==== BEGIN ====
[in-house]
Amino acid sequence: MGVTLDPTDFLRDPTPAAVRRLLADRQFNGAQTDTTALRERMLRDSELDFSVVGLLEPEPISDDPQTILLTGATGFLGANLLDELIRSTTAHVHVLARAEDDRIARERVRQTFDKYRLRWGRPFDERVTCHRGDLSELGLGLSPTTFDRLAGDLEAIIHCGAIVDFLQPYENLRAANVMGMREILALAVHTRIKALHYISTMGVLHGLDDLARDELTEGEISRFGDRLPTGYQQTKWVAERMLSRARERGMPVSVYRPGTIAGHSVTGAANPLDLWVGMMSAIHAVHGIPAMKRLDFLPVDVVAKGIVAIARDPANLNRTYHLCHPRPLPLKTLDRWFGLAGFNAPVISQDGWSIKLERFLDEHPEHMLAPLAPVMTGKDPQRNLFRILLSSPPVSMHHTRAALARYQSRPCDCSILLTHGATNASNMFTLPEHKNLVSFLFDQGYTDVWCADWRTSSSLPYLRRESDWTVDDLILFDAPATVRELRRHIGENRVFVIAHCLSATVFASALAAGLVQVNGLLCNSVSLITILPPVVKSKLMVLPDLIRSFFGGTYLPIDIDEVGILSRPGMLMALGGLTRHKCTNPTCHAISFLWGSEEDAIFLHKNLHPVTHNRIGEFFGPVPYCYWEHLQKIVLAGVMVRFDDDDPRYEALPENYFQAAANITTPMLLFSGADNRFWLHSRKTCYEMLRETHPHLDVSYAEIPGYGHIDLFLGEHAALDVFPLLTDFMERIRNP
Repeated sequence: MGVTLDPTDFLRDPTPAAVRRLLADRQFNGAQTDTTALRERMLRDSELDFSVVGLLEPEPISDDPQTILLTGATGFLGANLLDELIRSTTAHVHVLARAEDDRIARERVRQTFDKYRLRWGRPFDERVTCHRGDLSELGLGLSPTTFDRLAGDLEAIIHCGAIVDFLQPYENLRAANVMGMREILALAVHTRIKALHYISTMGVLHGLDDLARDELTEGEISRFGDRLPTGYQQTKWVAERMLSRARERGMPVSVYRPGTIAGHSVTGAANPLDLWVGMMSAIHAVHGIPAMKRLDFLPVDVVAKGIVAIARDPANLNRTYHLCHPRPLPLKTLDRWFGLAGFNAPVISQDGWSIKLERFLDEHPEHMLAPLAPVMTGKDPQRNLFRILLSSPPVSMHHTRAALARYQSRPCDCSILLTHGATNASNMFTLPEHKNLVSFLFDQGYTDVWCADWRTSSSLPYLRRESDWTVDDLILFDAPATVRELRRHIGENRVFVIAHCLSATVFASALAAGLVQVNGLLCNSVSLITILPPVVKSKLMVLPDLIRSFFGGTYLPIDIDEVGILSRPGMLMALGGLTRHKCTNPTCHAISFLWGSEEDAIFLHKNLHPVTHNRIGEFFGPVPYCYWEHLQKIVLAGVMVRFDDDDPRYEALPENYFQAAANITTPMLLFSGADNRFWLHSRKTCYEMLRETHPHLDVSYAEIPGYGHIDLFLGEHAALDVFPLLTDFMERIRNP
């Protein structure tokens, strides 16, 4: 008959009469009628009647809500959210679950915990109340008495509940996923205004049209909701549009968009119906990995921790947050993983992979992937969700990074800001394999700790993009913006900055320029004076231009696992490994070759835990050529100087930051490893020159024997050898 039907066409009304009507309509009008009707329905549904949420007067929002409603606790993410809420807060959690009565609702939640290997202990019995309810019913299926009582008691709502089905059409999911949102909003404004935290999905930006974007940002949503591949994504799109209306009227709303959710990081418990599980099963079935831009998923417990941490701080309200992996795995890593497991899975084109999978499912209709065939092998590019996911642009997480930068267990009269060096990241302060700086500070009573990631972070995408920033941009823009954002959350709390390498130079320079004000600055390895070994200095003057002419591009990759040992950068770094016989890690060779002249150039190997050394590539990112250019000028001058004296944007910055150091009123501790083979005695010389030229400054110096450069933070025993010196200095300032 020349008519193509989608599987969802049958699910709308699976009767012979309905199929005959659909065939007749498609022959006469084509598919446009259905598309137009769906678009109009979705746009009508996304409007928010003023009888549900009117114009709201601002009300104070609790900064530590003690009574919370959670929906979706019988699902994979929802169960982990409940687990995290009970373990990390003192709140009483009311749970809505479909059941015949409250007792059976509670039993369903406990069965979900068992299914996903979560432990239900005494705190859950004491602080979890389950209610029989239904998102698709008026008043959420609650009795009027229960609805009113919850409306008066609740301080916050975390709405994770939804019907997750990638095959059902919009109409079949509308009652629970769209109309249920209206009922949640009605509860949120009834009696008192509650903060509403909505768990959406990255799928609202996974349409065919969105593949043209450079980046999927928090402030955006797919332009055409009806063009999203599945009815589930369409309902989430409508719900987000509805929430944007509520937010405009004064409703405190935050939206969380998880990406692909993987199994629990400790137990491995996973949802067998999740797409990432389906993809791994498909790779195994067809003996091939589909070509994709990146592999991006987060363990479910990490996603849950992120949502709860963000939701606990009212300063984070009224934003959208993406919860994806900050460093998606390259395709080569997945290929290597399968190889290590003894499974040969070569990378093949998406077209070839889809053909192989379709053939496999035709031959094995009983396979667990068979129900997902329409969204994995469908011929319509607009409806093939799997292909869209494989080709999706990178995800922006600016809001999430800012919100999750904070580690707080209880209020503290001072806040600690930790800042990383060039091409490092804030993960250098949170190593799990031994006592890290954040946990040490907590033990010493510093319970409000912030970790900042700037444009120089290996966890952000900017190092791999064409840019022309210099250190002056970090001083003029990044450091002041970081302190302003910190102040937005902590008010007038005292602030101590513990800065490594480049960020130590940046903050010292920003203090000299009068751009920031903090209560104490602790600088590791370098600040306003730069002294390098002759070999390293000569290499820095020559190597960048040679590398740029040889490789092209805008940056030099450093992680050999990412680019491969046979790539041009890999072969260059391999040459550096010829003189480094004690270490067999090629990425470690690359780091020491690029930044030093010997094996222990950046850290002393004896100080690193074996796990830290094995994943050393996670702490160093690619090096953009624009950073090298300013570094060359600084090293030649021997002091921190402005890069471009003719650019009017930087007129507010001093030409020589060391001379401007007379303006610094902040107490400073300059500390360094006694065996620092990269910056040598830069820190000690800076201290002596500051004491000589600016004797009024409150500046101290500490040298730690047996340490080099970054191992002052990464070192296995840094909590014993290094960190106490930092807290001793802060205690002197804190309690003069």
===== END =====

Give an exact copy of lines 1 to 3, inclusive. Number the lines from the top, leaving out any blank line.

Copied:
[in-house]
Amino acid sequence: MGVTLDPTDFLRDPTPAAVRRLLADRQFNGAQTDTTALRERMLRDSELDFSVVGLLEPEPISDDPQTILLTGATGFLGANLLDELIRSTTAHVHVLARAEDDRIARERVRQTFDKYRLRWGRPFDERVTCHRGDLSELGLGLSPTTFDRLAGDLEAIIHCGAIVDFLQPYENLRAANVMGMREILALAVHTRIKALHYISTMGVLHGLDDLARDELTEGEISRFGDRLPTGYQQTKWVAERMLSRARERGMPVSVYRPGTIAGHSVTGAANPLDLWVGMMSAIHAVHGIPAMKRLDFLPVDVVAKGIVAIARDPANLNRTYHLCHPRPLPLKTLDRWFGLAGFNAPVISQDGWSIKLERFLDEHPEHMLAPLAPVMTGKDPQRNLFRILLSSPPVSMHHTRAALARYQSRPCDCSILLTHGATNASNMFTLPEHKNLVSFLFDQGYTDVWCADWRTSSSLPYLRRESDWTVDDLILFDAPATVRELRRHIGENRVFVIAHCLSATVFASALAAGLVQVNGLLCNSVSLITILPPVVKSKLMVLPDLIRSFFGGTYLPIDIDEVGILSRPGMLMALGGLTRHKCTNPTCHAISFLWGSEEDAIFLHKNLHPVTHNRIGEFFGPVPYCYWEHLQKIVLAGVMVRFDDDDPRYEALPENYFQAAANITTPMLLFSGADNRFWLHSRKTCYEMLRETHPHLDVSYAEIPGYGHIDLFLGEHAALDVFPLLTDFMERIRNP
Repeated sequence: MGVTLDPTDFLRDPTPAAVRRLLADRQFNGAQTDTTALRERMLRDSELDFSVVGLLEPEPISDDPQTILLTGATGFLGANLLDELIRSTTAHVHVLARAEDDRIARERVRQTFDKYRLRWGRPFDERVTCHRGDLSELGLGLSPTTFDRLAGDLEAIIHCGAIVDFLQPYENLRAANVMGMREILALAVHTRIKALHYISTMGVLHGLDDLARDELTEGEISRFGDRLPTGYQQTKWVAERMLSRARERGMPVSVYRPGTIAGHSVTGAANPLDLWVGMMSAIHAVHGIPAMKRLDFLPVDVVAKGIVAIARDPANLNRTYHLCHPRPLPLKTLDRWFGLAGFNAPVISQDGWSIKLERFLDEHPEHMLAPLAPVMTGKDPQRNLFRILLSSPPVSMHHTRAALARYQSRPCDCSILLTHGATNASNMFTLPEHKNLVSFLFDQGYTDVWCADWRTSSSLPYLRRESDWTVDDLILFDAPATVRELRRHIGENRVFVIAHCLSATVFASALAAGLVQVNGLLCNSVSLITILPPVVKSKLMVLPDLIRSFFGGTYLPIDIDEVGILSRPGMLMALGGLTRHKCTNPTCHAISFLWGSEEDAIFLHKNLHPVTHNRIGEFFGPVPYCYWEHLQKIVLAGVMVRFDDDDPRYEALPENYFQAAANITTPMLLFSGADNRFWLHSRKTCYEMLRETHPHLDVSYAEIPGYGHIDLFLGEHAALDVFPLLTDFMERIRNP